Healthy relationships require give and take. Each person genuinely seeks to support the other, while still maintaining their own interests and personal sense of self.
In a codependent relationship, however, you forget where you end and the other person begins. It’s a dysfunctional relationship with a major imbalance of power. While codependent relationship patterns are common among people with substance use disorder, they can also emerge when no drugs or alcohol are present.
The first step to breaking free from a codependent relationship is recognizing that you’re in one. Take a look at five classic signs of codependency:
Most of us want to be liked, and to make other people happy. These are good desires. But these desires cross into unhealthy territory when you feel like you can’t say no to someone else—when you feel you have no choice but to do things for them, with no consideration for yourself. Consider this deep-seated need for approval a red flag. When the urge to keep someone else happy comes at the expense of your own needs, it can be a sign of codependency.
2. Lack of Boundaries
Boundaries are an essential feature of every healthy relationship. Clear boundaries include recognizing, respecting, and reinforcing each individual’s right to their own feelings and autonomy. This involves understanding that you are not responsible for someone else’s happiness. In a codependent relationship, however, one person may be manipulative and controlling, while the other is compliant and subservient. One person doesn’t recognize boundaries, and the other doesn’t insist on them. If you feel guilty or anxious about doing something for yourself, it can be a sign of imbalance in the relationship.
3. Low Self-Esteem
Having good self-esteem doesn’t mean having a big ego—it simply means you have a healthy view of yourself and your place in the world. But in a codependent relationship, you may feel you have to meet someone else’s needs and get their approval in order to feel a sense of purpose. You may define yourself in relation to the other person, having no idea who you are without them. Or, if you’re on the other side of the power equation, you may be overly dependent on the other person to meet your needs and validate you. If your self-worth depends on what the other person thinks of you, you may be in a codependent relationship.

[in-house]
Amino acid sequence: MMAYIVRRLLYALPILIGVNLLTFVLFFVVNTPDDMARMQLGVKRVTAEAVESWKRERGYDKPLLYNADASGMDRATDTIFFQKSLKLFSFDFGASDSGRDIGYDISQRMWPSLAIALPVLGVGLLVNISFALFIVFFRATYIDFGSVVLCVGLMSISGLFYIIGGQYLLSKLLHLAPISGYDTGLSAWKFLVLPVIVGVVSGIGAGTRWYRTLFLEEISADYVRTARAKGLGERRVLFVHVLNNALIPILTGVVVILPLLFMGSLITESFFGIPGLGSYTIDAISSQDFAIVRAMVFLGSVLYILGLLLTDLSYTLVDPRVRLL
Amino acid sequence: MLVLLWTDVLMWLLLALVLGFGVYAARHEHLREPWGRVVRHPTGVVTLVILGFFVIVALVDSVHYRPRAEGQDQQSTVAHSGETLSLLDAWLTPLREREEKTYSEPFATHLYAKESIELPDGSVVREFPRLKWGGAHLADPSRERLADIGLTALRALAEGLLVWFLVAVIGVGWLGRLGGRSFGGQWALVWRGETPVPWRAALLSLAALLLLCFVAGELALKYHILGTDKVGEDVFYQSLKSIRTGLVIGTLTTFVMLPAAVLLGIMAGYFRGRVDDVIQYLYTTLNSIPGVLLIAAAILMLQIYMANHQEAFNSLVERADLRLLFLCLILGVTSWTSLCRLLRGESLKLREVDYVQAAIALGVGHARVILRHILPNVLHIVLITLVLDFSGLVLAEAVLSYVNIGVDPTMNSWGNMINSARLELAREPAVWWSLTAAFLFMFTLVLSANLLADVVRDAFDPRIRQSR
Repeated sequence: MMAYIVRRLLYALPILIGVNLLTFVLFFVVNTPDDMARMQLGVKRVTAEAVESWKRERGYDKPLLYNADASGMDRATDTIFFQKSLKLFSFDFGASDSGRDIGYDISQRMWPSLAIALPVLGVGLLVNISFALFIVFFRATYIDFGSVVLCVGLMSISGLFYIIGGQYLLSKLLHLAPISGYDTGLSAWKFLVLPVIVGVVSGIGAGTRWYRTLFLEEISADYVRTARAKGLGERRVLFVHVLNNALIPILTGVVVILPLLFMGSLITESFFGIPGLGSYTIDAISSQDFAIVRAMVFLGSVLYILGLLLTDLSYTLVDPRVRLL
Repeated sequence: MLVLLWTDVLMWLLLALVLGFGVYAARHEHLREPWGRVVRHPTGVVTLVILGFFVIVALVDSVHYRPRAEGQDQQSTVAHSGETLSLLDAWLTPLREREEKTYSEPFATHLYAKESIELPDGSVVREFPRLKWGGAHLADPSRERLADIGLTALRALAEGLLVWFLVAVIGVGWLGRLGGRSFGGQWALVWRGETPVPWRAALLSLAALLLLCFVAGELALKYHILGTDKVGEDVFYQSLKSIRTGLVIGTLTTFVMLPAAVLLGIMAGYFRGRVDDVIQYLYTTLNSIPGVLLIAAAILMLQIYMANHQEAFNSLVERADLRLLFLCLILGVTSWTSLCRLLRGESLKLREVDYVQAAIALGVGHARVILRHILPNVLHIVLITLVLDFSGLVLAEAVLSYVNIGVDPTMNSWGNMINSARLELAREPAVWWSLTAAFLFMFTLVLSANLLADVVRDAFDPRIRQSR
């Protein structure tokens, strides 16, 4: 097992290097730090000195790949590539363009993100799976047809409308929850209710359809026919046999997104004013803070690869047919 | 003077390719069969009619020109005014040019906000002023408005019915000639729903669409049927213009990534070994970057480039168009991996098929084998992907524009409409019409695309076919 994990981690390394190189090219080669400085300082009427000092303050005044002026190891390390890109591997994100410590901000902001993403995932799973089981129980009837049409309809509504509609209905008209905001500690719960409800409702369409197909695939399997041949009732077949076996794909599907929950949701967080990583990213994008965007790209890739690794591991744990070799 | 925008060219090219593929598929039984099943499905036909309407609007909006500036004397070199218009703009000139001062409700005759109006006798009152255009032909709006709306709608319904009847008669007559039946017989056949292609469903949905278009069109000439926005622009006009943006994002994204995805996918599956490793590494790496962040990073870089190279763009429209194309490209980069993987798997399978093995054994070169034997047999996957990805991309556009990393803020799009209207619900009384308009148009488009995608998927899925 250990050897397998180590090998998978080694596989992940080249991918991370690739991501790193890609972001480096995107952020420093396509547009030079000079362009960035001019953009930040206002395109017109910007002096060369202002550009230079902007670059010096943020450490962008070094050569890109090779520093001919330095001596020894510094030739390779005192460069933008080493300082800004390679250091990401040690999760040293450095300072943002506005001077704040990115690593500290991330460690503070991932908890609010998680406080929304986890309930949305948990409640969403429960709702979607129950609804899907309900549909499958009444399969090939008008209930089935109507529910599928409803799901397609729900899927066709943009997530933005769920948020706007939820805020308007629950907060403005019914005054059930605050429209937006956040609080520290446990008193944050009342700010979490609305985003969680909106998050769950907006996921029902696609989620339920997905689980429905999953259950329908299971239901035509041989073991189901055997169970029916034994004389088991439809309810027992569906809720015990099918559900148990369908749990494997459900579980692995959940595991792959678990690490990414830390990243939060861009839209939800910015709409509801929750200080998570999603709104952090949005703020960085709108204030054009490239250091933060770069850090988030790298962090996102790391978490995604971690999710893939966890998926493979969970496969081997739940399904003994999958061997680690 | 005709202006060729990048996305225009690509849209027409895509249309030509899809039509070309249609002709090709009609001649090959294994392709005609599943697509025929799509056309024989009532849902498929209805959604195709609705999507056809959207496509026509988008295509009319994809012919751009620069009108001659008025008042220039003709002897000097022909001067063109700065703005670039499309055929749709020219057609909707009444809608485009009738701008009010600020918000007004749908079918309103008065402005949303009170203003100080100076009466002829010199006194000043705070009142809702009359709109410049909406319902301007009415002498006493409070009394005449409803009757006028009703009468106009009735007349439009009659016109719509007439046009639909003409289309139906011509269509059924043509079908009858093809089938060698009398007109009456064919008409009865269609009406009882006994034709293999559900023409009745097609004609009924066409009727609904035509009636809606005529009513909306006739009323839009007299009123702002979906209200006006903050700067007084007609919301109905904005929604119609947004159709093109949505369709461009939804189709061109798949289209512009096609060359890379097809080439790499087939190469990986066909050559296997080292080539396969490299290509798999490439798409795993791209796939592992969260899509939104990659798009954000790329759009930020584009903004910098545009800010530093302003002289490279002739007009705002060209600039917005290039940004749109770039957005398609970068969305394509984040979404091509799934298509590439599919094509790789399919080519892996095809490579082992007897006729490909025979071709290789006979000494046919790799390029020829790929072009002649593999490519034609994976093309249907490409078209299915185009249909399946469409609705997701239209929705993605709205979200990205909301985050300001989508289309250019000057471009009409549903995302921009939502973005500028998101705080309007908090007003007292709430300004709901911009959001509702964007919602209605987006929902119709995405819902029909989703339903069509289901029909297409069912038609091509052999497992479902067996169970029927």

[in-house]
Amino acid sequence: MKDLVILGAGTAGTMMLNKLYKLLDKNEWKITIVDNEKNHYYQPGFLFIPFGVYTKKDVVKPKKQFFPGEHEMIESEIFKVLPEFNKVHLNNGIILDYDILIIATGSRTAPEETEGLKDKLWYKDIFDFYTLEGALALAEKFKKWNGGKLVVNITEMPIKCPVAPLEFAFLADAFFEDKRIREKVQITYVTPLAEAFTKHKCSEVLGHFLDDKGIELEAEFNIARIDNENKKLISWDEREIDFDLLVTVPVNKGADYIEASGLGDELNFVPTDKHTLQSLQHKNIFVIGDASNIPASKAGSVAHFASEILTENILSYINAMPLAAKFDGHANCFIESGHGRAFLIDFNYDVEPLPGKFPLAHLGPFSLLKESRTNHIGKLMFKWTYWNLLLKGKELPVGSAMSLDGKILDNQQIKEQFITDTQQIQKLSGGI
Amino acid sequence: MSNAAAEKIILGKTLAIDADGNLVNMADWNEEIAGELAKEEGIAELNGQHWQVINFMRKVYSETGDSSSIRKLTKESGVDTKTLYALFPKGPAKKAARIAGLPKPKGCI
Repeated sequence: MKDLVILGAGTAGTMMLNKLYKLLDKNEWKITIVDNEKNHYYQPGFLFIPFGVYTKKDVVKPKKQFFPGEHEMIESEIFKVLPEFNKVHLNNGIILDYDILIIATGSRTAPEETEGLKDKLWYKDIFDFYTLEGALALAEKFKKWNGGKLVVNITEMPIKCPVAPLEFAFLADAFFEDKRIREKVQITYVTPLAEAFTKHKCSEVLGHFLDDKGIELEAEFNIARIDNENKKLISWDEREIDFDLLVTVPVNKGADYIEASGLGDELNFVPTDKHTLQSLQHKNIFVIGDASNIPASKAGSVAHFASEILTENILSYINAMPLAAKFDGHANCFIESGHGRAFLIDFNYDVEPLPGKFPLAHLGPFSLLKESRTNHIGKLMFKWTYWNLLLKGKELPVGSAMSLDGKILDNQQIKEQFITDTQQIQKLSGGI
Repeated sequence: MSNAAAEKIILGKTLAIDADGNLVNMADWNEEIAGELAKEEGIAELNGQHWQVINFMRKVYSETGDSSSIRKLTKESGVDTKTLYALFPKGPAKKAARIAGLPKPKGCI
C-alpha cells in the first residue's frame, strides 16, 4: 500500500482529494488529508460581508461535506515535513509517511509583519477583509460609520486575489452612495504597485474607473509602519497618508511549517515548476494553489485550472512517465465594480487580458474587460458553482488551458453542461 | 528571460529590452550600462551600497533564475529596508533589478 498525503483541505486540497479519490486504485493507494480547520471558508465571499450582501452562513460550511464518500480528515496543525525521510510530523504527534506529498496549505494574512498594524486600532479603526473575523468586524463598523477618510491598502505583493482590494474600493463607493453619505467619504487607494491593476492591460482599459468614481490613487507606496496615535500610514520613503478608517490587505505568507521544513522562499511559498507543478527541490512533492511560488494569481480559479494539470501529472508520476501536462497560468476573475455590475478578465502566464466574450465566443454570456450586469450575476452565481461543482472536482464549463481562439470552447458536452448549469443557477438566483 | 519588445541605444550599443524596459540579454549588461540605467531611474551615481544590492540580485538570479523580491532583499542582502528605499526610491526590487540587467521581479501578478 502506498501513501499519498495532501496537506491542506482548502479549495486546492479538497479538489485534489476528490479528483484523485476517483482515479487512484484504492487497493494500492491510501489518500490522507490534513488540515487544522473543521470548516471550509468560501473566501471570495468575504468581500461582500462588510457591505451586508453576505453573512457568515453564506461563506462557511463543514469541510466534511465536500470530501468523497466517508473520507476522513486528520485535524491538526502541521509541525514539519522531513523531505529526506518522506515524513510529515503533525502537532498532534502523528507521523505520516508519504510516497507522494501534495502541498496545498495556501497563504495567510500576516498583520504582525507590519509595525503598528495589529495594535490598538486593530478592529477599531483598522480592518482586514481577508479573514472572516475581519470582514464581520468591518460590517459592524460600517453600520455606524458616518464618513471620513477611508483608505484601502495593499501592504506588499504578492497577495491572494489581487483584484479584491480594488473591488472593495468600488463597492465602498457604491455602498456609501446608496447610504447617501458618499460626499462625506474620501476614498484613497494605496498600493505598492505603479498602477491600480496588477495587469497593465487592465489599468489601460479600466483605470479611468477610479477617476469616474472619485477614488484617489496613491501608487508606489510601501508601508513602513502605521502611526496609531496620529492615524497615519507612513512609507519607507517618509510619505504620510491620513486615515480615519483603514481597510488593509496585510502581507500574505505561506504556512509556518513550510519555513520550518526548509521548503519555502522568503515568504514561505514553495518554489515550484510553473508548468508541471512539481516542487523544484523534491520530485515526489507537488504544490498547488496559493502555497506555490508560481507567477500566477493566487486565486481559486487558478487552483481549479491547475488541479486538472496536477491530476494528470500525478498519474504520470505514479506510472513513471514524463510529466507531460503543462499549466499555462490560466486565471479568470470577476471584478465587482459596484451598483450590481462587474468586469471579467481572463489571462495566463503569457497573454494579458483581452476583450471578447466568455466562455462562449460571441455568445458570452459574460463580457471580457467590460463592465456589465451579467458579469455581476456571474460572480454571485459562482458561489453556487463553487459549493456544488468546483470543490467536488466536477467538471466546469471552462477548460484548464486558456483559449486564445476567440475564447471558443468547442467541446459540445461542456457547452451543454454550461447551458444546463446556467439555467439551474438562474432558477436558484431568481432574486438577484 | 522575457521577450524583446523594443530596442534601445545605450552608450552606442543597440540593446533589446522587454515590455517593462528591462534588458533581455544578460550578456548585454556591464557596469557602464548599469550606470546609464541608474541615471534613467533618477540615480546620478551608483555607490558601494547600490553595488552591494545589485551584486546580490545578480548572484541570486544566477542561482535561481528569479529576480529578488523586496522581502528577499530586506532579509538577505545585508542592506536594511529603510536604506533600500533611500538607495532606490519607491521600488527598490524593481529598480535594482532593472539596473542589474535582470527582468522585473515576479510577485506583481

4. Difficulty Recognizing and Expressing Emotions
Healthy relationships involve expressing feelings openly, directly, and calmly, and demonstrating compassion for the other person. But in a codependent relationship, you may be so focused on the other person that you don’t take time to process your own feelings and emotions. You can’t communicate your needs because you don’t know what they are. Or if you do know, you may be reluctant to express your needs and desires because you don’t want to upset the other person. If your mood always reflects how the other person feels, rather than your own emotions, the relationship may be codependent.
5. Need for Control
In a healthy relationship with another adult, you recognize that they are capable of managing their own life. You accept their choices even if you don’t like them. In a codependent relationship, however, you may believe the other person cannot take care of themselves and needs you to step in. You assume the role of caretaker, offering unsolicited advice and trying to control what they think, feel, or do. If you have a habit of making decisions for the other person—or trying to fix, rescue, or manage them—the relationship may be codependent.
If you recognize signs of codependency in yourself and in your relationships, help is available. With treatment from qualified mental health professionals, you can break the cycle of codependency and enjoy mutually beneficial relationships.
If you’re unsure whether you need treatment for codependency, reach out to Beachside Rehab at 866-714-4523. Our caring admissions counselors can help you determine the therapy options that may be right for you.
Photo by Charlie Foster on Unsplash